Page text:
Is independent counsel the answer?

On Wednesday Rep. Michael Grimm (R-N.Y.) and several other Republican congressman as well as representatives of the Commodity Customers Coalition (CCC) gathered in Washington D.C. outside the Capital building to urge Attorney General Eric Holder to appoint an independent counsel to investigate MF Global.

The move appears to be borne of frustration with the slow pace of an investigation, now more than six months old, that doesn’t seem to be moving. It is also based on suspicion that the highly connected former MF Global Chairman and CEO Jon Corzine is being treated with kid gloves by his former Goldman Sachs colleague, Commodity Futures Trading Commission Chairman Gary Gensler and his former colleagues in the Senate. Gensler has in fact, recused himself of the investigation but only after participating in arguably the biggest decisions: allowing MF Global Inc. to be placed in a Securities Investor Protection Corporation (SIPC) controlled liquidation and failing to argue against its parent, MF Global Holdings Ltd. (MFGH), being able to file a chapter 11 reorganization while its subsidiary had a massive shortfall in customer segregated funds.

But the motives are really irrelevant. The whole MF Global debacle has a bad smell to it. The futures industry rules on customer segregation are clear and they were violated. These rules have kept customer funds safe through some of the most violent financial upheavals, like the Lehman Brothers bankruptcy in 2008 and the Refco bankruptcy in 2005, and are the lynchpin for futures customer protection. The failure to protect customer funds clearly falls on the parent MFGH and the fact that it has a separate bankruptcy process with a separate trustee, Louis Freeh, looking out for the interests of the creditors often at the expense of customers is a travesty.

“The CCC believes that the current investigation has stalled,” says co-founder John Roe. “The key witnesses we have spoken to have yet to even begin the proffer process by which an immunity deal could be reached.  We have a case with $1.6 billion in stolen customer property in which three government agencies are investigating, there's clear circumstantial evidence of fraud in the public domain and no one has been arrested months later.  We believe that an Independent Counsel would fast track not only the criminal investigation, but the fruition of the entire MF Global saga.”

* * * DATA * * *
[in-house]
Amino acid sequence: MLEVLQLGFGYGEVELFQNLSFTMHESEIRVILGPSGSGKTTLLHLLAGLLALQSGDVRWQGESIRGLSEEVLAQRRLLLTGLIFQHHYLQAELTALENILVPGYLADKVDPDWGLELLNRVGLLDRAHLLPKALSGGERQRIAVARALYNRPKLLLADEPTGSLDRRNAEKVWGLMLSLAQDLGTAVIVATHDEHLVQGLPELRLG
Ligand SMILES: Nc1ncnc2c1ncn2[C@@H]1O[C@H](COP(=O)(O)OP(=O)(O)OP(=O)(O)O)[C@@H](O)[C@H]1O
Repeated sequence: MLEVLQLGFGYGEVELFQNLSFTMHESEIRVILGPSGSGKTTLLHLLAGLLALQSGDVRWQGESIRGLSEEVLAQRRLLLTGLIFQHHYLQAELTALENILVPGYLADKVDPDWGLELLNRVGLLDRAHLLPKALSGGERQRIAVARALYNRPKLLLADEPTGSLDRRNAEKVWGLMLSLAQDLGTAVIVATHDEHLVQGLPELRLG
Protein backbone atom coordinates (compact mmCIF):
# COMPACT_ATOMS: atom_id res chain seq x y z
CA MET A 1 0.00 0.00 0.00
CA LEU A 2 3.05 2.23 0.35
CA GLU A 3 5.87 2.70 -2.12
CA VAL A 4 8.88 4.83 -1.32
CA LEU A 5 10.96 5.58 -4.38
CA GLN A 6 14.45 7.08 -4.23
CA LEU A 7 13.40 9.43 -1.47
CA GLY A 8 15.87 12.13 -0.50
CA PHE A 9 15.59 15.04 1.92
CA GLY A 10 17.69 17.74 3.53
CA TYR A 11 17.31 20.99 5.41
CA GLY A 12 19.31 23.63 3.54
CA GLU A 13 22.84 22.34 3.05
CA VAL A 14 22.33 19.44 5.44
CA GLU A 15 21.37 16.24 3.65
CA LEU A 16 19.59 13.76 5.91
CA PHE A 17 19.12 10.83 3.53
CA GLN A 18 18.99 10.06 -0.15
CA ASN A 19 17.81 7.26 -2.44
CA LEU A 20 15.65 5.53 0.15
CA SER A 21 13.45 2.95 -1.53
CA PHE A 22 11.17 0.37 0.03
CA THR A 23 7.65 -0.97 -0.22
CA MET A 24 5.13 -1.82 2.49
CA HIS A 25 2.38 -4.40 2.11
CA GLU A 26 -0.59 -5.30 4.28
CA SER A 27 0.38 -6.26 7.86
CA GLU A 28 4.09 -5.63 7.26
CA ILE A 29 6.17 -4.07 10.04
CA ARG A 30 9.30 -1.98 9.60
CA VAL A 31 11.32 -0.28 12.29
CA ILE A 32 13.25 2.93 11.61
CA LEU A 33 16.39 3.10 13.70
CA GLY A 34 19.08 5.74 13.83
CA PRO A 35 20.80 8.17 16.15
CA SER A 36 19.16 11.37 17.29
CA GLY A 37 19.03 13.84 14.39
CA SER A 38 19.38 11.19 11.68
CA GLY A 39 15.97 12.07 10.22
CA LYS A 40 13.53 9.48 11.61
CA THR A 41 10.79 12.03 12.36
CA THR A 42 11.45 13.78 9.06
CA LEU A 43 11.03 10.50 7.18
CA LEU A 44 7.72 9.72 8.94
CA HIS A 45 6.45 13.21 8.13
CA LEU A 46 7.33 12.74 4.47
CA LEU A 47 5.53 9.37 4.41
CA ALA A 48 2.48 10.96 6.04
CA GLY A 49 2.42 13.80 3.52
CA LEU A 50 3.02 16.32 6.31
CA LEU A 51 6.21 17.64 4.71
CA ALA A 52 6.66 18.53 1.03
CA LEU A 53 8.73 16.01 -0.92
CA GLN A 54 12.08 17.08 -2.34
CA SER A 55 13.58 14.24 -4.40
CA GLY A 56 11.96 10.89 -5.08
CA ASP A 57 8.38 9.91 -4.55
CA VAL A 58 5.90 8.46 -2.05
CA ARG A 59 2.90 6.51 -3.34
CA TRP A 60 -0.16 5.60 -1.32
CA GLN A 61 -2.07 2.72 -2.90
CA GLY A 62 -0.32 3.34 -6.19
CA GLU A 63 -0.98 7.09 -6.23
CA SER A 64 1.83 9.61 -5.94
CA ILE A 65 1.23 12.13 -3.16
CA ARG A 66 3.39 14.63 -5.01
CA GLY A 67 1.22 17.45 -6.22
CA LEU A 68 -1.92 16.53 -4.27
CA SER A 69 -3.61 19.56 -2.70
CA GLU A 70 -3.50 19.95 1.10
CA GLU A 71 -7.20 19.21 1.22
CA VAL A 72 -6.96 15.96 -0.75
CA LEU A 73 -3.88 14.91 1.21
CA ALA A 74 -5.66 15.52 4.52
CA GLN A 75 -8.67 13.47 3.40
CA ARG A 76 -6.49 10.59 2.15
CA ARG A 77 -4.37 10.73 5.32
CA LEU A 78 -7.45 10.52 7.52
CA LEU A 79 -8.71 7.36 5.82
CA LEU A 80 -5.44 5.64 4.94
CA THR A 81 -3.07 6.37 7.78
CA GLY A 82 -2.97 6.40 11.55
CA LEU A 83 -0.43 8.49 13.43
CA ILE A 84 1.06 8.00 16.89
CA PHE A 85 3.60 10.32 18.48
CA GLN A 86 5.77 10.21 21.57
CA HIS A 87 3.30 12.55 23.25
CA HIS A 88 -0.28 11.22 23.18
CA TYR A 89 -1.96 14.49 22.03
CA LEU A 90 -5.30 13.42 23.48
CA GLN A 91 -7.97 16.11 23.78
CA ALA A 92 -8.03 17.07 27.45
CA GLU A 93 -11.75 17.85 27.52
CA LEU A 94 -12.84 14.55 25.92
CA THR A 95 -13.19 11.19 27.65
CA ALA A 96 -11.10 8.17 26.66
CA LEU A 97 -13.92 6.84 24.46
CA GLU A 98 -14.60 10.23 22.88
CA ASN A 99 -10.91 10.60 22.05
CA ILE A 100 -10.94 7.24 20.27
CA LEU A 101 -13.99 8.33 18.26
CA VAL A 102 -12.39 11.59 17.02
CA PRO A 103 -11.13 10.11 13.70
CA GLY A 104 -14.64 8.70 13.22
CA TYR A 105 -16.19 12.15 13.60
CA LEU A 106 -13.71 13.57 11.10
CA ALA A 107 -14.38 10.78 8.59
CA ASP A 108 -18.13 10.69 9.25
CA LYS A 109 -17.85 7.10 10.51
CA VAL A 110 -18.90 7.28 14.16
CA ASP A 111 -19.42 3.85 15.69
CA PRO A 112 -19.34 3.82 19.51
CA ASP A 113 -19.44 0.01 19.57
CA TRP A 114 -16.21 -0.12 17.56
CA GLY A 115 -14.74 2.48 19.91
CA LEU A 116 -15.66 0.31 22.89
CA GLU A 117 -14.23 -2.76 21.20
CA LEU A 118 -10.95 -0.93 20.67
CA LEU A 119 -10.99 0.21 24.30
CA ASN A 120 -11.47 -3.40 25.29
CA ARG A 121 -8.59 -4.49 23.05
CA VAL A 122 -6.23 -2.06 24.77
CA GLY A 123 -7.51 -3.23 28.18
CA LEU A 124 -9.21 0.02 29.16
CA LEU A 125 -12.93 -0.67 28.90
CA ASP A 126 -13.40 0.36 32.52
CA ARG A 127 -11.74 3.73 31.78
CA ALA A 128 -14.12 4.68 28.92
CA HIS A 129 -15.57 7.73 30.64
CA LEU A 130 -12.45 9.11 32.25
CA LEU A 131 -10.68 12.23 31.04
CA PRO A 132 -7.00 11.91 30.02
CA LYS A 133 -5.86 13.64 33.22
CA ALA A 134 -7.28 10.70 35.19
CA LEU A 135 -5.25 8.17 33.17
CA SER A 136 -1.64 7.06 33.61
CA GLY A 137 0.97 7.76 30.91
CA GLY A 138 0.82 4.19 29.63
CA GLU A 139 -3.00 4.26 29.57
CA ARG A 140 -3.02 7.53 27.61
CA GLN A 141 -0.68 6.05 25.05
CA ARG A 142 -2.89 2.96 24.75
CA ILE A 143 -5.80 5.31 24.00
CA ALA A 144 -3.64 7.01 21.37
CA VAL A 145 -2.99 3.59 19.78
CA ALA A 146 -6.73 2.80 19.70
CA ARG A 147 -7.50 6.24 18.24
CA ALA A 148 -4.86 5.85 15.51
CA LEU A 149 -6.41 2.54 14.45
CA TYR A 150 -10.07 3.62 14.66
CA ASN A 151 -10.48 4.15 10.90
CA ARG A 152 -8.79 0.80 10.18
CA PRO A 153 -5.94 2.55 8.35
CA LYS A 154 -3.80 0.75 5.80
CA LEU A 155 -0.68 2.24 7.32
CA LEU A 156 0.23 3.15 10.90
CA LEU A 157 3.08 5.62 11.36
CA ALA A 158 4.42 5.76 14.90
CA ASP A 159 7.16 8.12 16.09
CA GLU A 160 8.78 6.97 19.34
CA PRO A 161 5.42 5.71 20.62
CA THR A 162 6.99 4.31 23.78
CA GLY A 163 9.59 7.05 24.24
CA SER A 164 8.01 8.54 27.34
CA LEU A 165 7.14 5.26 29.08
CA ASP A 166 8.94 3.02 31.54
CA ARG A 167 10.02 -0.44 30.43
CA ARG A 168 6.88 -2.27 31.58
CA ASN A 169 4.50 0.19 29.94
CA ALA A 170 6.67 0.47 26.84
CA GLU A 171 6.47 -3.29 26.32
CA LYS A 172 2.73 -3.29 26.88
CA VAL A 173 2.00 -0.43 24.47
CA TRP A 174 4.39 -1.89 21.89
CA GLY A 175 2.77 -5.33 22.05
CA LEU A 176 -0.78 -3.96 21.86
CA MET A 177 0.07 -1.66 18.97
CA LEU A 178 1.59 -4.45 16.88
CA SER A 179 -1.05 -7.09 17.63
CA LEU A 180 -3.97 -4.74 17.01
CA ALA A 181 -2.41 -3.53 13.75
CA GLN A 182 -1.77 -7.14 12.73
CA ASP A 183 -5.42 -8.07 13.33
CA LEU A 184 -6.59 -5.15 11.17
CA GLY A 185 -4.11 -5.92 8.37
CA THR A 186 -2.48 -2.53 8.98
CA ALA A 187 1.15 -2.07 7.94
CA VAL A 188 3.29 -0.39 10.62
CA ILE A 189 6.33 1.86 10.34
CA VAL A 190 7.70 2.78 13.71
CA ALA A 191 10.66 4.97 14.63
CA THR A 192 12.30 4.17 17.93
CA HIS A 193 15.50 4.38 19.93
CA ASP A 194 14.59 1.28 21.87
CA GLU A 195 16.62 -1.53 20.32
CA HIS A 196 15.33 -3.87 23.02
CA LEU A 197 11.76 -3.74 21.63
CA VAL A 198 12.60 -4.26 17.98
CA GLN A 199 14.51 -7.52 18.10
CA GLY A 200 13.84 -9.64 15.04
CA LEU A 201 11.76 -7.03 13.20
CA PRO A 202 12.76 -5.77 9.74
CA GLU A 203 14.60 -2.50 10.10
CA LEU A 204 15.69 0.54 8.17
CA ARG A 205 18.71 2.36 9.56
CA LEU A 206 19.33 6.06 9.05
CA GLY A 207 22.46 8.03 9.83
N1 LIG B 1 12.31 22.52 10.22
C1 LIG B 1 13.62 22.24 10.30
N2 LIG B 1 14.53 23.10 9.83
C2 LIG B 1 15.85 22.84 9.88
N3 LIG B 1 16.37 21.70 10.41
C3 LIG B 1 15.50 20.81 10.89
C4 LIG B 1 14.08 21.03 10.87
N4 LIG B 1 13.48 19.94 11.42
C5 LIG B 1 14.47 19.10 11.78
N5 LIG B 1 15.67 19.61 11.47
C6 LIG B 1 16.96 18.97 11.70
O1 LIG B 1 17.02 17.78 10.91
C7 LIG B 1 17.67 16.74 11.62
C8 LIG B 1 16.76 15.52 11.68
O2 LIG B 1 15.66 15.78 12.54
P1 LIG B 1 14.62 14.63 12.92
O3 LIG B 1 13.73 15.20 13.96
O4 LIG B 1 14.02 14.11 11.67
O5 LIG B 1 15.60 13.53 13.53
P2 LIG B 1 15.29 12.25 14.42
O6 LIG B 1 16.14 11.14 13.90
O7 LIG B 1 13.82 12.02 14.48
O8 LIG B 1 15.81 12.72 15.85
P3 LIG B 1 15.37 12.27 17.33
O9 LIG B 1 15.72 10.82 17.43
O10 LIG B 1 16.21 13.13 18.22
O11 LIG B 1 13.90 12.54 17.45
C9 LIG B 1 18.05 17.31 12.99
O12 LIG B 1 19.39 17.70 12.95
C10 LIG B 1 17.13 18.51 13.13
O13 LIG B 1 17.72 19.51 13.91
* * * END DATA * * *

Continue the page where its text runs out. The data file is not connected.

The CFTC is ultimately responsible for administering its rules and it seemed to abandon its responsibilities in this case. It has the ability to work with other jurisdictions and other regulated entities like JP Morgan, who are reportedly holding onto to former MF Global customer assets.

Six months is too long a time for customers to wait to get their money, which they were promised was safely segregated by regulators and industry leaders.

The CCC was done a tremendous job in advocating on behalf of former MF Global customers but the fact that an ad hoc group of industry participants needed to take the lead in advocating on the behalf of customers in a highly regulated industry is a sign that someone is not doing their job.

The Justice Department has not as of yet responded to Grimm’s demand but this should at least light a fire under those who are supposed to be investigating this case.

About the Author
Daniel P. Collins

Editor-in-Chief of Futures Magazine, Daniel Collins is a 25-year veteran of the futures industry having worked on the trading floors of both the Chicago Board of Trade and Chicago Mercantile Exchange. Dan joined Futures in 2001 and in 2005 he was promoted to Managing Editor, responsible for overseeing all the content that went into Futures and futuresmag.com. Dan’s incisive reporting and no-holds barred commentary places him among the most recognized national media figures covering futures, derivative trading and alternative investments.

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